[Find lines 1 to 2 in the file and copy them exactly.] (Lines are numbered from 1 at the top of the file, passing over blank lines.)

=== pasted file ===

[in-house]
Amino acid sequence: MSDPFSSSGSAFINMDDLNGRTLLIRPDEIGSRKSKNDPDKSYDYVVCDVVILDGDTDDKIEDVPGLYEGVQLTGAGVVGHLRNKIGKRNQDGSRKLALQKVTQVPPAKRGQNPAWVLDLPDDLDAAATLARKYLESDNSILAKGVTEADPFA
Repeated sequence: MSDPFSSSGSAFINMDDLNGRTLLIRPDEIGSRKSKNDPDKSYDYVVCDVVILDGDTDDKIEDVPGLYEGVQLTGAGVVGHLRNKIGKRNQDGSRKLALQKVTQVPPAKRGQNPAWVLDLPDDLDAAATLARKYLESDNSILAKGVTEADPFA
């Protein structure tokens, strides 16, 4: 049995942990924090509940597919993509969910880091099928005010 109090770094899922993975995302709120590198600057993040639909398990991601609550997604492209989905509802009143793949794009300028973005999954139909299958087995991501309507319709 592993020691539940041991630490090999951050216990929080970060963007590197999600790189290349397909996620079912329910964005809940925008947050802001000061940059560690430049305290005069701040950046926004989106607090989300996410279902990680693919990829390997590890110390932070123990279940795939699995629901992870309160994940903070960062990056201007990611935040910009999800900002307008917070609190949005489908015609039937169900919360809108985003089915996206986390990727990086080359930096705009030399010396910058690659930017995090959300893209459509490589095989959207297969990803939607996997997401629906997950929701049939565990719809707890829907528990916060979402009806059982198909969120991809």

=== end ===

[in-house]
Amino acid sequence: MSDPFSSSGSAFINMDDLNGRTLLIRPDEIGSRKSKNDPDKSYDYVVCDVVILDGDTDDKIEDVPGLYEGVQLTGAGVVGHLRNKIGKRNQDGSRKLALQKVTQVPPAKRGQNPAWVLDLPDDLDAAATLARKYLESDNSILAKGVTEADPFA